The Government of Beans

Regulating Life in the Age of Monocrops

Book Pages: 296 Illustrations: 1 illustration Published: May 2020

Anthropology, Environmental Studies, Latin American Studies

The Government of Beans is about the rough edges of environmental regulation, where tenuous state power and blunt governmental instruments encounter ecological destruction and social injustice. At the turn of the twenty-first century, Paraguay was undergoing dramatic economic, political, and environmental change due to a boom in the global demand for soybeans. Although the country's massive new soy monocrop brought wealth, it also brought deforestation, biodiversity loss, rising inequality, and violence. Kregg Hetherington traces well-meaning attempts by bureaucrats and activists to regulate the destructive force of monocrops that resulted in the discovery that the tools of modern government are at best inadequate to deal with the complex harms of modern agriculture and at worst exacerbate them. The book simultaneously tells a local story of people, plants, and government; a regional story of the rise and fall of Latin America's new left; and a story of the Anthropocene writ large, about the long-term, paradoxical consequences of destroying ecosystems in the name of human welfare.


The Government of Beans is an exhilarating read. Kregg Hetherington offers a brilliant theorization of agripolitics built up from the ground up through close observation of how dreams, schemes, laws and a host of small things (beans, trucks, measuring sticks, hedges, insects, traffic jams) transform lives and create new worlds. Anyone tempted by the idea that governing the Anthropocene means finding the right policy, or the right technology, or even the right kind of state should read this book.” — Tania Murray Li, author of Land’s End: Capitalist Relations on an Indigenous Frontier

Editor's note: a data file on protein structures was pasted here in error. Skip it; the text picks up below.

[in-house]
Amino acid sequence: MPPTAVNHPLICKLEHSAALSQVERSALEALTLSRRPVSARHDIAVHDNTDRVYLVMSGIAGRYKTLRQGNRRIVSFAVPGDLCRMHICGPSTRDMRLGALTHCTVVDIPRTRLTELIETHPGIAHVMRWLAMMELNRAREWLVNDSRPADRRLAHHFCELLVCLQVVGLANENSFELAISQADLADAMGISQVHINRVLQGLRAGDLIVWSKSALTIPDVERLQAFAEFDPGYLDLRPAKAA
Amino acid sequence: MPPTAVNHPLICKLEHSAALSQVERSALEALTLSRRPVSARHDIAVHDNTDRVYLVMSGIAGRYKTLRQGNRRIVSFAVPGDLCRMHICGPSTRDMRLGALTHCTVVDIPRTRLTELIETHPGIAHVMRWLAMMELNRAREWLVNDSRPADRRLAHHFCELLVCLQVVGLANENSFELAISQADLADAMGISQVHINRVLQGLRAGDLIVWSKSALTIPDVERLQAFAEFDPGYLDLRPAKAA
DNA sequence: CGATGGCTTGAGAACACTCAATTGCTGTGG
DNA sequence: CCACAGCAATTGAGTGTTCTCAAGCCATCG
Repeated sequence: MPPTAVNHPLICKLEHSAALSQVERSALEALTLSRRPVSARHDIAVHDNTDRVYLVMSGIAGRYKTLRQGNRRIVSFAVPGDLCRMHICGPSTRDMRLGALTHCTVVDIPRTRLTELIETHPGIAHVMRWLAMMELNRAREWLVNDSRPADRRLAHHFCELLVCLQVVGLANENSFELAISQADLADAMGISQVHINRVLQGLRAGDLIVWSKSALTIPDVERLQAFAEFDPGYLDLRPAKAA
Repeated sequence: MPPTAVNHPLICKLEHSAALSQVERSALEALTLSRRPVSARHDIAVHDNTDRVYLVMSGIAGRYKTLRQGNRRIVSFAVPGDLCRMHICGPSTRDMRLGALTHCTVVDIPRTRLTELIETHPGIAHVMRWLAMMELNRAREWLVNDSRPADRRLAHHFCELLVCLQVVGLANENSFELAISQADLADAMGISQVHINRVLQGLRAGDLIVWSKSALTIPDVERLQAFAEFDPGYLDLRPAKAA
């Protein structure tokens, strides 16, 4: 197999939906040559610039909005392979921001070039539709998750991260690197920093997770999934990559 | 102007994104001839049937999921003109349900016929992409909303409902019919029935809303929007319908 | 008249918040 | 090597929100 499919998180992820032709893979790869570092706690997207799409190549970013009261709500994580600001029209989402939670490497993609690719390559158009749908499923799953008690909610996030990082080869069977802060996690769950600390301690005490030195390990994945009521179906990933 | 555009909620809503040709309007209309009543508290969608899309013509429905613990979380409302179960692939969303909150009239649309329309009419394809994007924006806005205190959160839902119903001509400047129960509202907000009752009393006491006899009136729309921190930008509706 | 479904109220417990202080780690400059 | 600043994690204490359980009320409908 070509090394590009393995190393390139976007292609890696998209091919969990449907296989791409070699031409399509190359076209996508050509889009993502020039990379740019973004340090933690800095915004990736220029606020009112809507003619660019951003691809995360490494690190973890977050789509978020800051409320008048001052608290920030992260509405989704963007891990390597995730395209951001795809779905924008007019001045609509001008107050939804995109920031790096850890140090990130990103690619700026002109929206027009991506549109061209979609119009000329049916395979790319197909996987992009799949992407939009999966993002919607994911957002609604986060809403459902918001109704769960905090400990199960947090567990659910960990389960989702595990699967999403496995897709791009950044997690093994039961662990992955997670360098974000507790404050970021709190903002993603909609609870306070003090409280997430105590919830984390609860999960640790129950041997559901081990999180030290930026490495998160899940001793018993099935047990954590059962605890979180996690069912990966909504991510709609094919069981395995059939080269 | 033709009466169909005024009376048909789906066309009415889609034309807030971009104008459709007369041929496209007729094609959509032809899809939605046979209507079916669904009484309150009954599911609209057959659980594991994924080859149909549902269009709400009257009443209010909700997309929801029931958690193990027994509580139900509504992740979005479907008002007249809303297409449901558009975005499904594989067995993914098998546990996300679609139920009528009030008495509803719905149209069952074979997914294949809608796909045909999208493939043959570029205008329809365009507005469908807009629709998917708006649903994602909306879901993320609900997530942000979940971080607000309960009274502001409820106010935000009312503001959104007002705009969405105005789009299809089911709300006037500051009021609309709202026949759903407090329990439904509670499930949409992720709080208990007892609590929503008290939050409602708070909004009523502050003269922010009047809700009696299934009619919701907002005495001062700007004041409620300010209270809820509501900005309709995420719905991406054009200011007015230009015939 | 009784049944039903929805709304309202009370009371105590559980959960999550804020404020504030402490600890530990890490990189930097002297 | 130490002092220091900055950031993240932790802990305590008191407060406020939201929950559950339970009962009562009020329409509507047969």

“Stimulating, thought-provoking, and beautifully written, The Government of Beans explores what may be politically possible in the face of the overwhelming power of agribusiness and an ineffective and frequently corrupt government. This important and creative book brings histories, dreams, hopes, horrors, ambivalences, and practices to light.” — John Law, author of After Method: Mess in Social Science Research


Availability: In stock
Price: $27.95

Open Access

Author/Editor Bios Back to Top

Kregg Hetherington is Associate Professor of Anthropology at Concordia University. He is the editor of Infrastructure, Environment, and Life in the Anthropocene and author of Guerrilla Auditors: The Politics of Transparency in Neoliberal Paraguay, both also published by Duke University Press.

Table of Contents Back to Top
Acknowledgments  vii
Introduction. Governing the Anthropocene  1
Part I. A Cast of Characters  19
1. The Accidental Monocrop  23
2. Killer Soy  32
3. The Absent State  43
4. The Living Barrier  53
5. The Plant Health Service  62
6. The Vast Tofu Conspiracy  70
Part II. An Experiment in Government  81
7. Capturing the Civil Service  85
8. Citizen Participation  96
9. Regulation by Denunciation  106
10. Citation, Sample, and Parallel States  120
11. Measurement as Tactical Sovereignty  130
12. A Massacre Where the Army Used to Be  144
Part III. Agribiopolitics  157
13. Plant Health and Human Health  163
14. A Philosophy of Life  174
15. Cotton, Welfare, and Genocide  184
16. Immunizing Welfare  194
17. Dummy Huts and the Labor of Killing  203
Conclusion. Remains of Experiments Past  216
Notes  223
Bibliography  257
Index 277
Sales/Territorial Rights: World

Rights and licensing
Additional InformationBack to Top